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Protagonism: We value students’ interest

We consider choices and need for learning; see the video


A kindergarten student used to love cars. He talked about them with passion. As in every process within Lumiar, we try to understand the reason for the interest. Was it the design? Or, maybe, the noise? Or simply because it is a means of transportation? When we talked to the child, we discovered the real reason was different: his father worked with cars. So, he was actually interested in his father. At Lumiar, every moment is an opportunity to explore subjects that make the eyes of the little ones shine. This is how the projects that children work are born – their real interest in something.



When we say that every moment is an opportunity, it is because it is literally that. Sooner or later, the student will talk about what interests him. “We can pay attention to what they say at lunchtime, at snack time. What they are joking about, “says Graziela Miê, director of Lumiar in Santo Antônio do Pinhal.

Tools such as reading the world also help to increase children’s references and enable the tutor to realize what, in fact, is drawing their attention. In some situations, it is the role of tutors and teachers to encourage children to talk about their preferences. That is, ask about what they like and, from the answer, map the real interest – as was the case of the boy who loved cars, but, in fact, was really interested in his father.

From this diagnosis, the first proposal was to carry out a series of world readings that approached the family. Subsequently, a project was developed whose final product was the “Livro sobre mim” (Book about me). The work brings a little about the identity of each child, photos of the family, the house etc. In the meetings, each child told a little about family dynamics and about their own residence: where they were located, what room they liked the most, among other stories.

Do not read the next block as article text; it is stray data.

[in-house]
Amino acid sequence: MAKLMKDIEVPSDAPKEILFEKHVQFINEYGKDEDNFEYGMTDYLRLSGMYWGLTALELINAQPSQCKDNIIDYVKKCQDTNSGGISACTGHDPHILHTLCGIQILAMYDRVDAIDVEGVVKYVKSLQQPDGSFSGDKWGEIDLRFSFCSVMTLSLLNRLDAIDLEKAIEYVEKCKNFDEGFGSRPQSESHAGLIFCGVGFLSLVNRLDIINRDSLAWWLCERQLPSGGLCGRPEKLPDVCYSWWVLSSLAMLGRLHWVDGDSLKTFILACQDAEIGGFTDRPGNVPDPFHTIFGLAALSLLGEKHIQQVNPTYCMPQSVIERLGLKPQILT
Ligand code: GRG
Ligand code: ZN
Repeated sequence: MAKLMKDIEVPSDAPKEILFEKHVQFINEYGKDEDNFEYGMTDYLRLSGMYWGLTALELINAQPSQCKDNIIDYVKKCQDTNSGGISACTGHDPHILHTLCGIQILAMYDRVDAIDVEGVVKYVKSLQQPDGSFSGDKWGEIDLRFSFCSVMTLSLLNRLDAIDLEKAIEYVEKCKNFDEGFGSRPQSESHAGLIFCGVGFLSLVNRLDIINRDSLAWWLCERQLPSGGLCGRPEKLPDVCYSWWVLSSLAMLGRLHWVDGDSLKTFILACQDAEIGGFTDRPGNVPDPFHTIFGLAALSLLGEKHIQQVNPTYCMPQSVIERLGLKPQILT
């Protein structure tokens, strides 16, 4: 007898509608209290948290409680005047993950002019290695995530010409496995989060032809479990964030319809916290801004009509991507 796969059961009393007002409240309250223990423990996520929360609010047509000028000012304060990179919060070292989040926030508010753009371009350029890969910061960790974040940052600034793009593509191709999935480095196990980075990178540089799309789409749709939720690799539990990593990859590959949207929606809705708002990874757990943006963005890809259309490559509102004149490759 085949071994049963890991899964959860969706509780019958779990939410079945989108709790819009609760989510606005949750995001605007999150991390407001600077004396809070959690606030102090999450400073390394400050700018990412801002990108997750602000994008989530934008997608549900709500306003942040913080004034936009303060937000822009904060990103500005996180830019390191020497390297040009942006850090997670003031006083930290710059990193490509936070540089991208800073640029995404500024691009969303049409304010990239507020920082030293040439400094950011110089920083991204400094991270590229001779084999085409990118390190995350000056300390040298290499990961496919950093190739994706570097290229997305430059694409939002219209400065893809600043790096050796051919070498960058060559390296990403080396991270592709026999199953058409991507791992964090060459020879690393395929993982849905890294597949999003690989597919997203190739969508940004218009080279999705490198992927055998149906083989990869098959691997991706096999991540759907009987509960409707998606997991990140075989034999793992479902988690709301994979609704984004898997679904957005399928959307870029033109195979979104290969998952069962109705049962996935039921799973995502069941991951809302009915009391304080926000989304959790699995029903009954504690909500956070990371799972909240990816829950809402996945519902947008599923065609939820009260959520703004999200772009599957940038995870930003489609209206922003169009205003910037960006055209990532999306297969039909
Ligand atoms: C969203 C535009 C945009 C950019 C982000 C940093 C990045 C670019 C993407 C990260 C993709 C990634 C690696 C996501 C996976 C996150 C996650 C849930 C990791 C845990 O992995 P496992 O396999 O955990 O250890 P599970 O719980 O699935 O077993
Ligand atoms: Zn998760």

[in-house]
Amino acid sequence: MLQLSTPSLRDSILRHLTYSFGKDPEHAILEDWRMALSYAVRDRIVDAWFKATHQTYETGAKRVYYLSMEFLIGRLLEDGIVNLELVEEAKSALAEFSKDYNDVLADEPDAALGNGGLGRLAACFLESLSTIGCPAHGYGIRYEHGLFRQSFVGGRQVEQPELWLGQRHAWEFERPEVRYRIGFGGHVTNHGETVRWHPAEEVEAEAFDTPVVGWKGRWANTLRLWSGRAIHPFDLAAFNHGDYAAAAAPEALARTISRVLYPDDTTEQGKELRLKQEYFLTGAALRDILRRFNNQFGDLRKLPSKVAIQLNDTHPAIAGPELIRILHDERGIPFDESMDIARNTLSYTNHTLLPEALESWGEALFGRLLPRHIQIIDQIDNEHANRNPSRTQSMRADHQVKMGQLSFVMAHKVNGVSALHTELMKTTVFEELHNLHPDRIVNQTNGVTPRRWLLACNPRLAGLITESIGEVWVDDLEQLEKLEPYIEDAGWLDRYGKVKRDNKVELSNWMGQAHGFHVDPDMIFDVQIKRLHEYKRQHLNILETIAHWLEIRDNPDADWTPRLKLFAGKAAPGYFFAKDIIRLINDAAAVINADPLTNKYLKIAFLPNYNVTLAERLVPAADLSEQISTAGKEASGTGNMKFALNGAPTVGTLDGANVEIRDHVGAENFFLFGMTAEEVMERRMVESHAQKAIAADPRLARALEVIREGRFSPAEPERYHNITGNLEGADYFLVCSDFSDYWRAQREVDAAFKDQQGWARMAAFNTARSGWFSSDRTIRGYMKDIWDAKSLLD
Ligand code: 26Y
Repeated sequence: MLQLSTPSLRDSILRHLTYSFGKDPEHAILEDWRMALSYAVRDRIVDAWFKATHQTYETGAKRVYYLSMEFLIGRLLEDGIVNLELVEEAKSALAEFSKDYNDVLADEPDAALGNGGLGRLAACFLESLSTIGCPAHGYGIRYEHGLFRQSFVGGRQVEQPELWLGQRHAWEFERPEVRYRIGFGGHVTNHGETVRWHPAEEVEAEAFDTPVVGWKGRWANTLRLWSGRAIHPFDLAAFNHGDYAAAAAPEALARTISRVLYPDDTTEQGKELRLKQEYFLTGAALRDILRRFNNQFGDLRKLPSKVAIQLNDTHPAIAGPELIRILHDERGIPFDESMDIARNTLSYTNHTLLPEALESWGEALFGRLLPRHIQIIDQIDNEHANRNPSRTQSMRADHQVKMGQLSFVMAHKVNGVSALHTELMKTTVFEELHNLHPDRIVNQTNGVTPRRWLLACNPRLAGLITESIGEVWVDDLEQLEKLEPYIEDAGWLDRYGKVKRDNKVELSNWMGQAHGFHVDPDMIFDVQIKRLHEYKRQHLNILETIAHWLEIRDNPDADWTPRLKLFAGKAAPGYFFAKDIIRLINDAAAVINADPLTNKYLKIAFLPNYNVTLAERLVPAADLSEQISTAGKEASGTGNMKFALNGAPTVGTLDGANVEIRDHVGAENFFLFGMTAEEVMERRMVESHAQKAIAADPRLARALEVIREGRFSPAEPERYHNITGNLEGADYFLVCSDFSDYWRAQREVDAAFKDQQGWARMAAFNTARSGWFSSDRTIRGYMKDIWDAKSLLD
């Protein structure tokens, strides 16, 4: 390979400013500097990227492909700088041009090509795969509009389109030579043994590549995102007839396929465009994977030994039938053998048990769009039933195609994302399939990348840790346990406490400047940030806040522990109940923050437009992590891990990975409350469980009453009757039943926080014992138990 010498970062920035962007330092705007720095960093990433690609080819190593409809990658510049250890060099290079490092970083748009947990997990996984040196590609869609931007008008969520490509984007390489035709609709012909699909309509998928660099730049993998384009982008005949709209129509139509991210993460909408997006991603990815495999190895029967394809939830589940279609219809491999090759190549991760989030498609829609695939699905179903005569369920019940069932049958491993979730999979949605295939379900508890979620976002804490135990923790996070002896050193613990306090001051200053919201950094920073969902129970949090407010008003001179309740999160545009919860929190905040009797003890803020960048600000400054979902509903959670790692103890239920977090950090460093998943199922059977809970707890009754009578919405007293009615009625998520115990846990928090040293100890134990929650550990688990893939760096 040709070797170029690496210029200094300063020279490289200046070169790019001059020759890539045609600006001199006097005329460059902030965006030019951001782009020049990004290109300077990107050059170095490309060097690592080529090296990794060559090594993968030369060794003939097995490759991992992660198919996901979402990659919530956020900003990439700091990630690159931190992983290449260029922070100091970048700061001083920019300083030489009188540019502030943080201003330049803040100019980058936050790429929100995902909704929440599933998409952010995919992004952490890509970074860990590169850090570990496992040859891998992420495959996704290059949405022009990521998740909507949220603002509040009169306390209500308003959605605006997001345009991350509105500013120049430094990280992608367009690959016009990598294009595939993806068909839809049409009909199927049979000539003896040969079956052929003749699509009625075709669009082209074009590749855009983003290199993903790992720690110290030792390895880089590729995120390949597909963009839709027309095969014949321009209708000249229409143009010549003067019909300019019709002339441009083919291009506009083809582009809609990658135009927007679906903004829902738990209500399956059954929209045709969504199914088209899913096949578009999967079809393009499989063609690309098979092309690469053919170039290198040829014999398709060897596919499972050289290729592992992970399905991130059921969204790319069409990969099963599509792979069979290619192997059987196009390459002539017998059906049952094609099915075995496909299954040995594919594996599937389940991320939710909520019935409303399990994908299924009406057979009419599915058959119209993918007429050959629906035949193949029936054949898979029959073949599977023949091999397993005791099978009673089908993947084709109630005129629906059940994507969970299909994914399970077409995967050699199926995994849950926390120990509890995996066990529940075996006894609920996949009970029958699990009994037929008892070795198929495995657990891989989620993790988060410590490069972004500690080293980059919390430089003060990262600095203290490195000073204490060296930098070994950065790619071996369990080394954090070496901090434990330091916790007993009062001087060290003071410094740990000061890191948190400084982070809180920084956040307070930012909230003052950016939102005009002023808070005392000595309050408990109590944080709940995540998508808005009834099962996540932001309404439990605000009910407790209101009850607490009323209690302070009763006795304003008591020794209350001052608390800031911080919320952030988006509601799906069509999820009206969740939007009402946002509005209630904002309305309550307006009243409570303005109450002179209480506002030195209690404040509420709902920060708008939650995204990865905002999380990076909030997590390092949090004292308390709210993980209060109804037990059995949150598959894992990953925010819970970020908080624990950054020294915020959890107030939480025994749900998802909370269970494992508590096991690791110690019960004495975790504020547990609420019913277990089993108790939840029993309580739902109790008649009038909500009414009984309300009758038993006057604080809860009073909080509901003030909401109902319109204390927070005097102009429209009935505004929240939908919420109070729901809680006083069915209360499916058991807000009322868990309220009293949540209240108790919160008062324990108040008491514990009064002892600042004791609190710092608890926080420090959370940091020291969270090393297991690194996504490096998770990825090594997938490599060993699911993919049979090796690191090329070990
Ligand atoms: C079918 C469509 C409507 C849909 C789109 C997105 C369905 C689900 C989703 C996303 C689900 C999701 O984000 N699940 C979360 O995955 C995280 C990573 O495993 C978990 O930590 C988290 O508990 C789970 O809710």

Interest and need for learning

Link students’ interests to their need to learn – this is the task of tutors when defining project themes, modules and workshops. If, on the one hand, students actually participate in the assembly of the activity schedule, on the other, educators are responsible for constructing a sequence of exploration that allows the acquisition of skills and abilities important for that stage of teaching.

“We can not leave our interests aside and think only about what is necessary, or just use what they bring as an interest and not consider the repertoire of what they need to develop,” explains Graziela.

Érico Soares and Flora, a F2 student at Lumiar São Paulo, reminds us of the difference to traditional teaching methods. “The power of choice makes a difference. In a traditional school, you want to learn about monkeys. But then there is no class on monkeys and you need to search outside the room. Here, if the majority wants and find this cool, we learn about monkeys and, at the same time, assimilate the other necessary contents, “he says.

That is, if students are interested in monkeys, the tutor and teacher can prepare content about the animal, also thinking about what skills need to be developed. In this context, they can work on relevant knowledge, depending on the age and timing of the children. The class, for example, may be more science-oriented, talking about the mammalian digestive system. Or about philosophy, talking about the similarity between monkeys and humans and the theory of evolution. Contents that work on the development of skills such as critical thinking and logical reasoning.